‘Our preparations was not as we hoped but we did our best’
‘Our people are passionate about football and everybody is watching matches’
A civil war and the menace of militancy has prevented them from playing many matches in run up to the FIFA Under-17 World Cup but then Iraq have proved that they can conquer odds and perform well.
Exactly a year back, they became Asian champions after beating bitter-foes Iran here in India and qualified for the World Cup.
A FIFA imposed ban meant they could not play matches in their country till May this year but that did not stop them from winning 2016 AFC U-16 Championship in a thrilling final in Margao on October 2.
After the FIFA ban was lifted, Iraq were able to play friendlies in three cities of Basra, Karbala and Erbil.
Qahtan Chitheer, the coach of the team, is relived that they had at least three matches under their belt.
"It's big issue for us but during the last five months we managed to get FIFA approval to play friendly matches. We played against Syria last September in Basra city. We are much improved and better prepared now," Chitheer said.
Despite their liberation from the decades-long Saddam Hussein dictatorship in 2003, Iraq remained strife-torn and is fighting a battle against the Islamic State.
But it's football that binds them all.
"Our people are passionate about football and everybody is watching matches and to be part of FIFA world Cup after winning the Asian Championship is big honour," he said.
Talking about his team's inspiring win at the Asian champions, the coach recalled the tough times.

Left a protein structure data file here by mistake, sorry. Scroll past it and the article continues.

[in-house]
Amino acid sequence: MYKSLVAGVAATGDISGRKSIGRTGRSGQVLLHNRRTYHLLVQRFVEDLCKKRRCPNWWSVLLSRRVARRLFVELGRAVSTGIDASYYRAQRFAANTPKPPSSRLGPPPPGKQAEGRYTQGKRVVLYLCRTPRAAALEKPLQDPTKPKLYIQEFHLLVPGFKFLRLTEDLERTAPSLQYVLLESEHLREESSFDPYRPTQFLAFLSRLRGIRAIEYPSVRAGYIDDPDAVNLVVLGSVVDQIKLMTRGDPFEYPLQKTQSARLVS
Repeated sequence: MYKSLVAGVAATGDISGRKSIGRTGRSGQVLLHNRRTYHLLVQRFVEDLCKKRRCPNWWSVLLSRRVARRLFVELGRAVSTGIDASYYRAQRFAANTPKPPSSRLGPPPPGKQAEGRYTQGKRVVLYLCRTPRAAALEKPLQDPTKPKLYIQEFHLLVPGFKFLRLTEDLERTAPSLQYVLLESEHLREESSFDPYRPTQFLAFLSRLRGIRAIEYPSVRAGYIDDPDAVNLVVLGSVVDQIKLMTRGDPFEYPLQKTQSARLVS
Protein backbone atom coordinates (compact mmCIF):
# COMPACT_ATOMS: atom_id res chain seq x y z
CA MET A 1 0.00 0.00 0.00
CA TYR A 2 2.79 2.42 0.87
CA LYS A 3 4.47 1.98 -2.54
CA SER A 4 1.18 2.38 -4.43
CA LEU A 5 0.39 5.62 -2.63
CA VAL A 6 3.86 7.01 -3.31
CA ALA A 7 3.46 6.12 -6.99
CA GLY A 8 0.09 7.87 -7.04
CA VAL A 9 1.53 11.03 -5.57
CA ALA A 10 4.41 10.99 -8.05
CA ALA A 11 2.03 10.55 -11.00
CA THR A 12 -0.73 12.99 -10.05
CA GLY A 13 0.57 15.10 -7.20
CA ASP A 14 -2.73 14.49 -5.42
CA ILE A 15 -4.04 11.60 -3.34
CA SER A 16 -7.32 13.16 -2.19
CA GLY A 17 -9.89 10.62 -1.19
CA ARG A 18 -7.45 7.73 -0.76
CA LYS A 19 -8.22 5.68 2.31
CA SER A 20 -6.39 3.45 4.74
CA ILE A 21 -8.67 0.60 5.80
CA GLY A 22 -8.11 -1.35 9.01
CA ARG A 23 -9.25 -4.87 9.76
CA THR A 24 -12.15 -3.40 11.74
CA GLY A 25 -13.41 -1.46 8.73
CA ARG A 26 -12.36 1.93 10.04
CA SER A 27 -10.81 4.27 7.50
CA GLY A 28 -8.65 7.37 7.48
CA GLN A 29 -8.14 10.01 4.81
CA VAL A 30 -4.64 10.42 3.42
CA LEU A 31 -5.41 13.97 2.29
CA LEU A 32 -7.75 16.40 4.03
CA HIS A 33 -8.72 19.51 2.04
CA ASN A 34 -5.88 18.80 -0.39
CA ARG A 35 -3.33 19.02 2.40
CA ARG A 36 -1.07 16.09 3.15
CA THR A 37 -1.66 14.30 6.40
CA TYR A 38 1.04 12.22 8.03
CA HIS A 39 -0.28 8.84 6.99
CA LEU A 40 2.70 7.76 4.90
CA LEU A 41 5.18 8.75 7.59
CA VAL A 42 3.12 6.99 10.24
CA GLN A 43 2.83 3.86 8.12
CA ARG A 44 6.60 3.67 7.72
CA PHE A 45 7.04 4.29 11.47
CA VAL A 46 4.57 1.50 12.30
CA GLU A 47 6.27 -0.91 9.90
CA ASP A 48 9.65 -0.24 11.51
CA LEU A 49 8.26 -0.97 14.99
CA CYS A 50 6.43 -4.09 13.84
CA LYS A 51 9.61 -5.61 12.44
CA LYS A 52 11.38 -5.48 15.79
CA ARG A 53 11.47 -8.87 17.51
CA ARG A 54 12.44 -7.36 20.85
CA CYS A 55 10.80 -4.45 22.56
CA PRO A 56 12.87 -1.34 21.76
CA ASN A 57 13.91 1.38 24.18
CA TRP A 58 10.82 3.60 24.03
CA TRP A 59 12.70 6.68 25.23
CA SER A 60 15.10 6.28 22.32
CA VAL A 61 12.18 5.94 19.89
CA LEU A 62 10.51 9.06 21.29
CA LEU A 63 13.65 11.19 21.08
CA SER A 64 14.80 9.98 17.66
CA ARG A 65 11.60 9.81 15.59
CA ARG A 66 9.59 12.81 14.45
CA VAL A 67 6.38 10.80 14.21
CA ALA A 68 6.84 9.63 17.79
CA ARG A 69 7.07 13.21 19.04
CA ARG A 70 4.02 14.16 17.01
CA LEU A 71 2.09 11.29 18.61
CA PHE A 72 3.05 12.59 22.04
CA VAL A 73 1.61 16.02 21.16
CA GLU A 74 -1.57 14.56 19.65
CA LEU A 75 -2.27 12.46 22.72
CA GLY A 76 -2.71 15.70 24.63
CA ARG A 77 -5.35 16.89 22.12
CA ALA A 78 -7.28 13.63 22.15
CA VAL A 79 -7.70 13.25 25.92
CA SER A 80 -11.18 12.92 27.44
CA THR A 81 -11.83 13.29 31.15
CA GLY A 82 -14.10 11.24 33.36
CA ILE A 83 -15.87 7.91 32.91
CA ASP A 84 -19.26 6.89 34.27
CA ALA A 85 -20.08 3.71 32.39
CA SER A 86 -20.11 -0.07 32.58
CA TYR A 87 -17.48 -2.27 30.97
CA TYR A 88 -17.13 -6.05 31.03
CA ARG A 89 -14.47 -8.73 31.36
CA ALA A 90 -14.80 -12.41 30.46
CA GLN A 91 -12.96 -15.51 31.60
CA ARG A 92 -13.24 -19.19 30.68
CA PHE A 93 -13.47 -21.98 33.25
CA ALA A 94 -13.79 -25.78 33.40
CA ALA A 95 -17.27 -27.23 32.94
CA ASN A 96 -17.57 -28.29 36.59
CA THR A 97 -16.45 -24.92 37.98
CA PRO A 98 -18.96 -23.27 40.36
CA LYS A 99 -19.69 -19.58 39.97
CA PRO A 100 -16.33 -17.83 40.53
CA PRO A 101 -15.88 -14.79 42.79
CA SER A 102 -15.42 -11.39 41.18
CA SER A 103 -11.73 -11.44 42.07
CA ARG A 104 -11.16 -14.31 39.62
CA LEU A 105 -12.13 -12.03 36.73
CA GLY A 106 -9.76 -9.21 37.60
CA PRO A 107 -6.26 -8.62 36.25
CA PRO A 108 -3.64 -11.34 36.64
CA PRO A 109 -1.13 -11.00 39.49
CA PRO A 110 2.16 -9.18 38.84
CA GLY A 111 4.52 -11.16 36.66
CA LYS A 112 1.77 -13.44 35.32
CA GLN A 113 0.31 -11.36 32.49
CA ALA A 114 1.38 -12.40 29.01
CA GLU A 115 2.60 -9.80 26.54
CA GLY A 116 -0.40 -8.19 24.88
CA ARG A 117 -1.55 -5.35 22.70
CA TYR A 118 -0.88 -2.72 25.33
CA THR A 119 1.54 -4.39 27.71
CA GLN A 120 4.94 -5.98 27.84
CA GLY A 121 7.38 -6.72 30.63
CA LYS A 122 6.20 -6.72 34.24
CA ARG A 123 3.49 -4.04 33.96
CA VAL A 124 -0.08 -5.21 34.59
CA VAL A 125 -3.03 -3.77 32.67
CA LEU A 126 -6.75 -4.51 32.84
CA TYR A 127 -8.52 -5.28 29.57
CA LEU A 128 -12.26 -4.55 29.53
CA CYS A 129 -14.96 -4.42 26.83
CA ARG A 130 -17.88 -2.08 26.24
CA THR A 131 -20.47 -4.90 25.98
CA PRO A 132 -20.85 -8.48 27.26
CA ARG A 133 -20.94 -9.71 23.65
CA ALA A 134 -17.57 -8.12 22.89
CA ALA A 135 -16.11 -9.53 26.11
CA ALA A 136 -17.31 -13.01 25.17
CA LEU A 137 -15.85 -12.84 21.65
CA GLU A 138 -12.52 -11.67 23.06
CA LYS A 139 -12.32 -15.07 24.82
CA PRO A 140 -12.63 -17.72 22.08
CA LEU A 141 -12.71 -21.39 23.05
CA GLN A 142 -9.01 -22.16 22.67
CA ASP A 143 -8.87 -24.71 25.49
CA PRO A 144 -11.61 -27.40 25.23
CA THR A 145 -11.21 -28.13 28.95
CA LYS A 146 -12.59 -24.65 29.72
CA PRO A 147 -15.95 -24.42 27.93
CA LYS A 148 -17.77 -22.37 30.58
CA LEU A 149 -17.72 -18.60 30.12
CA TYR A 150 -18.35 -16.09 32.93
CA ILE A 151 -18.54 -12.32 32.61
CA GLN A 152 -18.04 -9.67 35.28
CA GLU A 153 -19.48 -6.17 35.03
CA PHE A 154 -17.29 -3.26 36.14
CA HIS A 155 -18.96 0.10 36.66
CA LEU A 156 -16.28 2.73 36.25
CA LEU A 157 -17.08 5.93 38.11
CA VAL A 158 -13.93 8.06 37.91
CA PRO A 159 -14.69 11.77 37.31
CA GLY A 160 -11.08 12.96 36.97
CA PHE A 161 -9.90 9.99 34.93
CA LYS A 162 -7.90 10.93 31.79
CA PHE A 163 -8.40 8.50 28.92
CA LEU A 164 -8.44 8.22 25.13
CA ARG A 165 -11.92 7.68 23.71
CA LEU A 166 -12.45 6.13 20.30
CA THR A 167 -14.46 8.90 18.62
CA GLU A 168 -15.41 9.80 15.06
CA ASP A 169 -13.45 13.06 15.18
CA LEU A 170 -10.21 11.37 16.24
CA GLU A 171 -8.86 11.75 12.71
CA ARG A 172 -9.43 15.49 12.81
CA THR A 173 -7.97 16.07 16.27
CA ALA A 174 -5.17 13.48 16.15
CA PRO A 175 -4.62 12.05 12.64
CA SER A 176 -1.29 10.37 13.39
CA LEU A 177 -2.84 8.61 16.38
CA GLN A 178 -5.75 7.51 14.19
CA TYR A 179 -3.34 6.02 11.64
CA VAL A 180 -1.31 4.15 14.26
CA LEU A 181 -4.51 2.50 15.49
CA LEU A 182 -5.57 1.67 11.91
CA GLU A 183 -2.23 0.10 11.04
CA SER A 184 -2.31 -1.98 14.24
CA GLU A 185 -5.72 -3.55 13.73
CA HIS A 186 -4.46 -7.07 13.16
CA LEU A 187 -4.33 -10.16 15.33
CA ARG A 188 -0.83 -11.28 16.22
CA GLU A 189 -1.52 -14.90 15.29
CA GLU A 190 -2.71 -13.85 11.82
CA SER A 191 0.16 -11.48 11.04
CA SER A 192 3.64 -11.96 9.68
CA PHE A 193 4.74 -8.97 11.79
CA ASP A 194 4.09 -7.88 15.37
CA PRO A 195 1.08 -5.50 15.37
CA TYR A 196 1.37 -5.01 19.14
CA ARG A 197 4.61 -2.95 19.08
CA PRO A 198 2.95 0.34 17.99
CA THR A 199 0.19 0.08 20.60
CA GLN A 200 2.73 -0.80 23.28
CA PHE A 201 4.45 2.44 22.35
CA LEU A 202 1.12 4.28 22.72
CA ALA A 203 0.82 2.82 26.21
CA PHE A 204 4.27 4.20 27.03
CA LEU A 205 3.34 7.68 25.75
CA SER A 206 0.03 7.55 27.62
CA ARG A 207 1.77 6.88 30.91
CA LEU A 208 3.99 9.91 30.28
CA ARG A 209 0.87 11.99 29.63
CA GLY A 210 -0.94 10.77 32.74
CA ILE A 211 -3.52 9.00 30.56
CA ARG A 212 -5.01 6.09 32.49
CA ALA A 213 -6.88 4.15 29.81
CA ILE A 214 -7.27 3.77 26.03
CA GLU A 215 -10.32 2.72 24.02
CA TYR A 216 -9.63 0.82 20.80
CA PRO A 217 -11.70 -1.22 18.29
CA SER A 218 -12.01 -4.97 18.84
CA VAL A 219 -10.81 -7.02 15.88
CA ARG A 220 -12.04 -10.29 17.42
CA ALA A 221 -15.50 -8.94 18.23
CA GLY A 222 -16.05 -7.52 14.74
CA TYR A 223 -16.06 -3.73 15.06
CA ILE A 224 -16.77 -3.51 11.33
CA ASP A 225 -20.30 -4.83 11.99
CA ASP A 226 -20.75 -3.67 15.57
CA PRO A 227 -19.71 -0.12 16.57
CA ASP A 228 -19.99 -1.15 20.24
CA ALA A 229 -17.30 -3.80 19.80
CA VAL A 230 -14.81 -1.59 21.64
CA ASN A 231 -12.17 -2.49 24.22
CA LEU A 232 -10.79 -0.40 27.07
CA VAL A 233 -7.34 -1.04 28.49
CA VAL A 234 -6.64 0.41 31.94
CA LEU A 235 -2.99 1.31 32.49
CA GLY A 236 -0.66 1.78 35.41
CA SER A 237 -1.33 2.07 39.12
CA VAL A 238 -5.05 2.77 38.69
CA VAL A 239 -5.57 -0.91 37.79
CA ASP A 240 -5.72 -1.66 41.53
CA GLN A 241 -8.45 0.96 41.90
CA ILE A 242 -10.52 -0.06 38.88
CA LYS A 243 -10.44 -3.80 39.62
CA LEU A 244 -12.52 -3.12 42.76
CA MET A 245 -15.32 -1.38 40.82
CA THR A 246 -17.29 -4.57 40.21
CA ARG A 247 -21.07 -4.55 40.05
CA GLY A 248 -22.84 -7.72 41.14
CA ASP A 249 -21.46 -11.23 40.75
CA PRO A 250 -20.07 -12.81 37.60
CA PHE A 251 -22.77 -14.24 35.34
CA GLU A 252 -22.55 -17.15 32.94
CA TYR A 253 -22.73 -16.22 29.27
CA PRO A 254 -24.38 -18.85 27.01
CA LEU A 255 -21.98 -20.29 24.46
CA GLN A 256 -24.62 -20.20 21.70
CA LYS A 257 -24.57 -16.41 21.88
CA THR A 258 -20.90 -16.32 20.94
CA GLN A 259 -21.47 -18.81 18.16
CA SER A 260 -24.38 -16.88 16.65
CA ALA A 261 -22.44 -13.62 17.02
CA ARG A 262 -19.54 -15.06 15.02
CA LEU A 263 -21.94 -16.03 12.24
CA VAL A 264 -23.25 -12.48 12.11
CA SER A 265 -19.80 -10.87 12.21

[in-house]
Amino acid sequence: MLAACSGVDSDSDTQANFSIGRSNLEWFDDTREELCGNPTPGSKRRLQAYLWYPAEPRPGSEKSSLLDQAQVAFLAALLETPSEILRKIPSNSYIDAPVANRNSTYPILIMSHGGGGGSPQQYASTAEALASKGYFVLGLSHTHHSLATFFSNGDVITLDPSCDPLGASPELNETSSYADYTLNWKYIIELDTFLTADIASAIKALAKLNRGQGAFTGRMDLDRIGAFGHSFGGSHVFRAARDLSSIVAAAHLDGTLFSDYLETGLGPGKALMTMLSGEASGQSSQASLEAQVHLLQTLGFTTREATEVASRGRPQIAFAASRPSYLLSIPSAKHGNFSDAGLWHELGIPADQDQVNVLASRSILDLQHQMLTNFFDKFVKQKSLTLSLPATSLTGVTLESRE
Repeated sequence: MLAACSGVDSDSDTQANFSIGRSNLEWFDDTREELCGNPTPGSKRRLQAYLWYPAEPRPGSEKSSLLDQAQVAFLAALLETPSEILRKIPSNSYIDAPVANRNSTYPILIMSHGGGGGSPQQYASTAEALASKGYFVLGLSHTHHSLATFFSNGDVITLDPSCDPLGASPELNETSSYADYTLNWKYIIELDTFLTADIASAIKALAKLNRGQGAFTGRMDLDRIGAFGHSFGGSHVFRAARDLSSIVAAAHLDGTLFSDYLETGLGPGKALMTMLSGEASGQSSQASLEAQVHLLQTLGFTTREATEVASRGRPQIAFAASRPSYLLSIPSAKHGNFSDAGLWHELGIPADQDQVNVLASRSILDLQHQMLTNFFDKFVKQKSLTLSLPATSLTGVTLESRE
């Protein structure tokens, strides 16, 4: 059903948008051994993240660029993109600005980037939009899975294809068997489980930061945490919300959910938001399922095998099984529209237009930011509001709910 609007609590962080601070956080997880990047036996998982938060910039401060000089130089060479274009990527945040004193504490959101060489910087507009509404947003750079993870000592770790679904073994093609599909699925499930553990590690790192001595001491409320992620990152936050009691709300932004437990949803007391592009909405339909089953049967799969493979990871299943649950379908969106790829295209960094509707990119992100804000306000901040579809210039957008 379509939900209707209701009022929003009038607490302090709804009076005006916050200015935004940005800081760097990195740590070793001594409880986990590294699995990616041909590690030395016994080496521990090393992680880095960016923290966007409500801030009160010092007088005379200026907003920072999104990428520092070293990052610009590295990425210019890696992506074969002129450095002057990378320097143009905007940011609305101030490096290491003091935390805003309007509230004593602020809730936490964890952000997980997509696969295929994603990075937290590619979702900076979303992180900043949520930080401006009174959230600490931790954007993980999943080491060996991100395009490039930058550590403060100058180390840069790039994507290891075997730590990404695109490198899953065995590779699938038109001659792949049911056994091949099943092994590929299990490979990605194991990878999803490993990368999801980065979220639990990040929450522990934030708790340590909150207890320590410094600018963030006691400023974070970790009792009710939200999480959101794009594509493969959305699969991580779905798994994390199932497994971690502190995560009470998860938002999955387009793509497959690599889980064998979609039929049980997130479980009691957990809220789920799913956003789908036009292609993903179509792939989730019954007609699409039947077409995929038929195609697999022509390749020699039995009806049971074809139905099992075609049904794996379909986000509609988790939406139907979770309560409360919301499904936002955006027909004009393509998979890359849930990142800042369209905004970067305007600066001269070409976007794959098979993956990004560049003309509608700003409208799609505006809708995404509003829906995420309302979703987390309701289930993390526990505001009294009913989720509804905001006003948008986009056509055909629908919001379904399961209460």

“Our preparations was not as we hoped but we did our best and the players were very good and focused during the competition which make me proud of my squad and well-deserved qualification.
"It was very strong and competitive match, Iran team was well-organised with talented players but we managed to win," he said referring to their 4-3 win on penalties.
Their maiden appearance at the Under-17 World Cup in UAE in 2013 had ended on a sour note when they lost all their matches in the group stage to finish at the bottom in Group F.
This time around too, they have been drawn in the tricky group F, which includes European U-17 runners-up England, South American runners-up Chile and seven-time CONCACAF winners Mexico.
"Every participating team is eager to be the champions of FIFA World Cup and to be honest the team we are playing against very strong (teams) and they want to go far in this event as we do," he said with a lot of confidence.
He further hoped that their boys would adjust to the heat and humidity which has been a concern for the Chileans also.
"The heat and humidity affect all players of the teams in Kolkata, but hope the players will be used to the weather before our first match."
All eyes will be on 16-year-old Mohammed Dawood who scripted their their historic feat in the Asian Championship last year after they had failed to find the net in the first two matches.
He made a welcome breakthrough against Oman in Iraq's final group-stage match, and then notched a brace against Uzbekistan in the quarter-finals and a hat-trick versus Japan in the last four to emerge top goal-scorer and player of the tournament in Goa last year.
"Mohammed is very good player also the other players are good and talented. Each match will have its own stars," the coach signed off.
Iraq will open their campaign against Mexico on October 8.